Answer to Question #9534 Submitted to "Ask the Experts"

Category: Nuclear Medicine Patient Issues — Diagnostic Nuclear Medicine

The following question was answered by an expert in the appropriate field:


My oral surgeon wants me to get a nuclear medicine bone scan for my temporomandibular joint disorder. Are there any long-term effects that can be caused by being injected with a radioactive tracer? What exact short-term side effects can happen after being injected with the radioactive tracer? Would a lower-dose tracer be injected since they will be just scanning my jaw area?


I'm assuming that your oral surgeon is requesting a nuclear medicine exam known as a bone scan. This exam is commonly performed to see if any active processing of bone is occurring within the body. It is used to identify bone fractures, among other conditions, that cannot be seen by conventional x-ray techniques.

The way the bone scan works is a radioactive nuclide known as technetium-99m (99mTc) is attached to a pharmaceutical that will be adsorbed by any active bone processes within the body. When the radioactivity concentrates in these areas, it can be seen and its extent evaluated by the scan. This is a very common exam and it is given to thousands of patients daily. Technetium-99m has a half-life of only six hours and is rapidly excreted in the urine, so the radioactivity is usually gone within two days after the scan and has no long- or short-term effects.

The dose from a standard bone scan is quite small and is approximately equivalent to the dose you would receive from natural background sources of radiation (like the sun and naturally occurring radioactivity) in a little more than a year. From a risk/benefit analysis, the small amount of long-term risk attributed to the additional radiation exposure is far outweighed by the immediate benefit of identifying the problem with your temporomandibular joint and getting it back to normal.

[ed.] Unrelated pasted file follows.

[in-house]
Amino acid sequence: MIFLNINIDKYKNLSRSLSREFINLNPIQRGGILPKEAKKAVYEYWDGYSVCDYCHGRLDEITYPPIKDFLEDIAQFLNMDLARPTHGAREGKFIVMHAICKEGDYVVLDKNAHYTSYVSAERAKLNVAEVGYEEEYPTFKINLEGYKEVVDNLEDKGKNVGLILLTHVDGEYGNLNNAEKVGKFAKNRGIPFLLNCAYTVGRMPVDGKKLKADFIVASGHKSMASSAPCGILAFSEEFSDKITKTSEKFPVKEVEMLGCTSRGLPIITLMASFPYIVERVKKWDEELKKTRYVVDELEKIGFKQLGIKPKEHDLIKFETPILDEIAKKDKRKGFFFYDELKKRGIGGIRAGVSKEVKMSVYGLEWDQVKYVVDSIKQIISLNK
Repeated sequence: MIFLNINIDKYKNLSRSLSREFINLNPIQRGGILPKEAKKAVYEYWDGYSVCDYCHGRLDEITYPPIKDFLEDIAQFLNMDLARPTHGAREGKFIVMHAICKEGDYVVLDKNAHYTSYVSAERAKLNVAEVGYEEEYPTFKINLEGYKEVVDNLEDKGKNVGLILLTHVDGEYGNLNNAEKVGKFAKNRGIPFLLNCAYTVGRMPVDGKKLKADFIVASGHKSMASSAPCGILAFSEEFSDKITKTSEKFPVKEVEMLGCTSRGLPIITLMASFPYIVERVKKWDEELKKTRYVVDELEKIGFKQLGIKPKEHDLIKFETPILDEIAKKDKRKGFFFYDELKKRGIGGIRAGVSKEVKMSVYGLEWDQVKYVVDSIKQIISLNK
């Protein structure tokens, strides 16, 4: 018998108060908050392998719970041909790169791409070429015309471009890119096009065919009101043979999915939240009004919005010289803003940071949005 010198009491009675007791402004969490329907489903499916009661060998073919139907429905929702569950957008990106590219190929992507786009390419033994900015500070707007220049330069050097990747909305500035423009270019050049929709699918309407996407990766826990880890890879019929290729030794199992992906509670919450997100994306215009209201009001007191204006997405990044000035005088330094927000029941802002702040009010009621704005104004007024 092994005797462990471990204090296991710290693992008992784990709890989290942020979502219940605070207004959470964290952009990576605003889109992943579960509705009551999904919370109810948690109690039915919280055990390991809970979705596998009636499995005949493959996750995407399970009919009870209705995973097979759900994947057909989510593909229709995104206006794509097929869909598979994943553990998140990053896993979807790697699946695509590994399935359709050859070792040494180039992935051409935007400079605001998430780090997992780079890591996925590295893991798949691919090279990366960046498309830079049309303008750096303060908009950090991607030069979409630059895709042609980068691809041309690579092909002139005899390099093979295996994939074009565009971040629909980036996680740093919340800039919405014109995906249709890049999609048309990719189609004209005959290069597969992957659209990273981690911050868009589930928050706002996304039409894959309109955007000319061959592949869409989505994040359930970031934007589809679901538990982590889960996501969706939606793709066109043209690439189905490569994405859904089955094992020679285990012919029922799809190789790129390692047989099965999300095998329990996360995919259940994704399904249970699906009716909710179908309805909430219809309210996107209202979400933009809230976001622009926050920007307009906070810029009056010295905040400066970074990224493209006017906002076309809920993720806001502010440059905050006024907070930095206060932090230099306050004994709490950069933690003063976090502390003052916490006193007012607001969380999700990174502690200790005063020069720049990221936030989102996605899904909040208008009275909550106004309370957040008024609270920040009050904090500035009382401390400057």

For some additional information, we would recommend a posting at the Mayo Clinic Web site.

Mike Bohan, Radiation Safety Officer

Answer posted on 1 March 2011. The information posted on this web page is intended as general reference information only. Specific facts and circumstances may affect the applicability of concepts, materials, and information described herein. The information provided is not a substitute for professional advice and should not be relied upon in the absence of such professional advice. To the best of our knowledge, answers are correct at the time they are posted. Be advised that over time, requirements could change, new data could be made available, and Internet links could change, affecting the correctness of the answers. Answers are the professional opinions of the expert responding to each question; they do not necessarily represent the position of the Health Physics Society.